Capture fisheries

Clive Fox, Graeme Macfadyen, Rod Cappell

Research output: Book/ReportCommissioned report


The marine environment provides valuable economic, social
and cultural resources, which can contribute to the sustainable
economic development of small island developing states
(SIDS) and larger coastal states. Traditionally exploited marine
resources include living resources, such as numerous species
of fish and shellfish, and non-living resources, such as marine
aggregates and petroleum, as well as supporting global transport
and telecommunication networks. The marine environment
also provides human communities with a broad range of
essential services that support economic well-being and human
health. Furthermore, new opportunities have emerged that are
gradually being realised, including marine renewable energy
and mariculture; currently, there is interest in marine genetic
resources with potential pharmaceutical and industrial benefits.
With the growing threats posed by a changing climate, it is
increasingly evident that we need to pay more attention to our
planet’s oceans. The recent concept of the ‘blue economy’ – which
emerged during the 2012 Rio+20 United Nations Conference
on Sustainable Development – recognises the need to maximise
the enormous economic potential presented by the ocean
while preserving it. Over the past three years or so, the ‘blue
economy’ has been embraced by many SIDS as a mechanism for
realising sustainable growth around an ocean-based economy.
In that time, the idea of the blue economy has emerged as a key
component of a new global dialogue about the role of the oceans
and seas in sustainable development. For SIDS in particular,
the concept of the blue economy presents itself as a promising
avenue for economic diversification and growth embedded in
fundamental principles of environmental sustainability.
The Commonwealth Blue Economy Series aims to support the
development of the blue economy in Commonwealth member
countries by providing a high-level assessment of the opportunities
available for economic diversification and sustainable growth
in SIDS.
This third volume in the series explores the potential for the
further development of capture fisheries as a key contributing
sector to the blue economy. Nearly all SIDS have a long history
BK-CWT-FISHERIES-160248.indd 6 9/16/2016 6:52:51 PM
Summary vii
of inshore fisheries, but many have suffered from over-fishing
and coastal degradation. Many SIDS have also developed their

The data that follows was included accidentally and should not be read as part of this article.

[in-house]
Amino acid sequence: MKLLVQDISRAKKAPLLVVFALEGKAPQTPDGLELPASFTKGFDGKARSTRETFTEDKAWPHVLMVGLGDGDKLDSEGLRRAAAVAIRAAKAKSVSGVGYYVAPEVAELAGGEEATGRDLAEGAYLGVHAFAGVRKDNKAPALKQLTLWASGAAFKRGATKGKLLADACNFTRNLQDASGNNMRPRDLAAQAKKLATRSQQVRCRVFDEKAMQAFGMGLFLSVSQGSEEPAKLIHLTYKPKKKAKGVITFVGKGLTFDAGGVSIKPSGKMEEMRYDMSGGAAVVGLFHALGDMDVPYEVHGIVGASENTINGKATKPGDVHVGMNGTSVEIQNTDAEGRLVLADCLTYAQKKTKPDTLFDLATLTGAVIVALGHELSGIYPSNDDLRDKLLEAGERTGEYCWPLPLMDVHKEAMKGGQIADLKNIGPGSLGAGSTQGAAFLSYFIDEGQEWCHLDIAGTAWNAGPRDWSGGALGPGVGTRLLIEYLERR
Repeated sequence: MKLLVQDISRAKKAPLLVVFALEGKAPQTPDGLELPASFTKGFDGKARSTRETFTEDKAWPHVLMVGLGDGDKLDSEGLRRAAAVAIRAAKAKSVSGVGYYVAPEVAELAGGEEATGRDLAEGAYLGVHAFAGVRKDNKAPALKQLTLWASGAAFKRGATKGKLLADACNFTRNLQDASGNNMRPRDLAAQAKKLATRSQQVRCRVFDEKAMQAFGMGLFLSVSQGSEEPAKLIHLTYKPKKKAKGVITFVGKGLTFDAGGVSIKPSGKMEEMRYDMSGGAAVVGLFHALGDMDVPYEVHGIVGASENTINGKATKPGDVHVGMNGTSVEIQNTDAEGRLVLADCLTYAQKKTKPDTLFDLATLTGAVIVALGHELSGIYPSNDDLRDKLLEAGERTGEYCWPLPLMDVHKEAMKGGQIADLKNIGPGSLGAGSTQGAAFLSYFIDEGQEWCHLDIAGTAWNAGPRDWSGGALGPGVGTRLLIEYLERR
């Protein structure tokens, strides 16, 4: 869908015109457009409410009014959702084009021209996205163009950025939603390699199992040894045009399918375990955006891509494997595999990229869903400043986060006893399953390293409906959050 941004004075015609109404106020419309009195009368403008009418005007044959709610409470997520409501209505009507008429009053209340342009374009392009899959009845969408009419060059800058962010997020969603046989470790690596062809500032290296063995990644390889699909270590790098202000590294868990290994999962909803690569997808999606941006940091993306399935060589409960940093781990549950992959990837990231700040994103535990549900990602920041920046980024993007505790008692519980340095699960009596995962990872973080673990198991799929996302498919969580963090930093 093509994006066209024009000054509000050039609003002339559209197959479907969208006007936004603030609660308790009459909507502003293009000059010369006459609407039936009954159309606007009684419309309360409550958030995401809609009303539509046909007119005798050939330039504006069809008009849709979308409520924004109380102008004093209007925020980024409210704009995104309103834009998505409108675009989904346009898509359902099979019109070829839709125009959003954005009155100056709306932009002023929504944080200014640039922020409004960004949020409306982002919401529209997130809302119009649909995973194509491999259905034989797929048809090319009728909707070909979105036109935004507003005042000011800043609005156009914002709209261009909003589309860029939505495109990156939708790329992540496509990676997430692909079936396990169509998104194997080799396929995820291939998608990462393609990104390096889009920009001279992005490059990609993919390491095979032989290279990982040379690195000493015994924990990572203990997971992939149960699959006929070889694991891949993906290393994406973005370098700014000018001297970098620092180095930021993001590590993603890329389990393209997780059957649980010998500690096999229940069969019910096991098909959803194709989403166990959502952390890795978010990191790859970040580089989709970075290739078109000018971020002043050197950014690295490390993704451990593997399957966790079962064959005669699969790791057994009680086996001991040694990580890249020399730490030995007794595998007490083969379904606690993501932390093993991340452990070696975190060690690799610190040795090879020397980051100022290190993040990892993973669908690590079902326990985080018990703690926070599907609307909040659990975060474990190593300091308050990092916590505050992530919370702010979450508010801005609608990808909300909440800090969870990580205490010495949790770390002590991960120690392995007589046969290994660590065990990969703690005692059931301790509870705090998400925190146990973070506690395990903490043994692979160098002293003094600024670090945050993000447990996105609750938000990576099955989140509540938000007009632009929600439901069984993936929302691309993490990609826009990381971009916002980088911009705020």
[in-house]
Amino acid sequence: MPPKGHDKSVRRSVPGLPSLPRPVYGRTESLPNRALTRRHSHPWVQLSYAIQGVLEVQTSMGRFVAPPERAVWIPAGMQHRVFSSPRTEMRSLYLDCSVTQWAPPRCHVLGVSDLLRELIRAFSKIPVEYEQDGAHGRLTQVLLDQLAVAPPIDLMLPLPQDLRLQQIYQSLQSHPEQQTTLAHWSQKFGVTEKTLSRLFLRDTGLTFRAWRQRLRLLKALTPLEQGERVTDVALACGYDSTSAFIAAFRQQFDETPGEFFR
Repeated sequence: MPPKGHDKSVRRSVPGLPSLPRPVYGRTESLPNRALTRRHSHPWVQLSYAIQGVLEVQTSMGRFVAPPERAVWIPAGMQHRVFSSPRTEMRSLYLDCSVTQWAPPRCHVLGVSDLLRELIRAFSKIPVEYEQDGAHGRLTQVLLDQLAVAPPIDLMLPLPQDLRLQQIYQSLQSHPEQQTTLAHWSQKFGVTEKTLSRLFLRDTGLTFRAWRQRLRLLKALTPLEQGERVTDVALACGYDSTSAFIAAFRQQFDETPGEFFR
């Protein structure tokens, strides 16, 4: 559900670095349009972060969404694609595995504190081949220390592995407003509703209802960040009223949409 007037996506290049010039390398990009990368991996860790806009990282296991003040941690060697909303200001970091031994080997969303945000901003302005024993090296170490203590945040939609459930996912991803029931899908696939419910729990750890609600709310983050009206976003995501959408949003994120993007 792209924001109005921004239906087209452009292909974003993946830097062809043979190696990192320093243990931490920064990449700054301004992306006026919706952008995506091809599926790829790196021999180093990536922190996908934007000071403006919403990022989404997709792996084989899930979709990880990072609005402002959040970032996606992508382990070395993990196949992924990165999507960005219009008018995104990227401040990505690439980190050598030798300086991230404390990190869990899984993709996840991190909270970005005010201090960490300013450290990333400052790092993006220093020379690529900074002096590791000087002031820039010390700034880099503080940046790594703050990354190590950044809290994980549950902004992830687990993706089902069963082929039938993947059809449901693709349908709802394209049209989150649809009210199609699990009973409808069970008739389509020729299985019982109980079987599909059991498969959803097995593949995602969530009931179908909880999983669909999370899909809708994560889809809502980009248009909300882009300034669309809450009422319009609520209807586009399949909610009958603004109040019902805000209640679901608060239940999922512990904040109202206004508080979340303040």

offshore fisheries and, although these fisheries may involve some
domestic vessels, most of the landings come from third-party
vessels. These third-party vessels often also fish outside
200-mile exclusive economic zone (EEZ) limits, in high-seas
waters. Management of these offshore fisheries therefore relies
heavily on regional and international cooperation and has also
been only partially effective, leading to some significant stock
declines. Despite these problems, the capture fisheries of most
SIDS continue to provide valuable sources of nutrition, income
and foreign exchange; however, the benefits could be increased
with more effective management.
The purpose of this report is to present recommendations
that could be implemented by SIDS to protect and sustainably
develop their capture fisheries within a blue economy model.
The report describes some of the challenges faced in managing
capture fisheries, the potential for a blue economy approach
to making improvements, some suggestions for strategies and
activities that could be undertaken by SIDS to further these aims,
and a number of case studies illustrating positive actions that
have been taken by SIDS and their outcomes.
We hope that the material presented here, together with the
other reports in this series, will stimulate thinking about how
capture fisheries can be integrated into the ‘blue growth’ agenda.
Original languageEnglish
Place of PublicationLondon
PublisherCommonwealth Secretariat
Commissioning bodyThe Commonwealth Office
Number of pages62
ISBN (Electronic)978-1-84859-948-2
ISBN (Print)978-1-84929-154-5
Publication statusPublished - 30 Sept 2016

Publication series

NameCommonwealth Blue Economy Series


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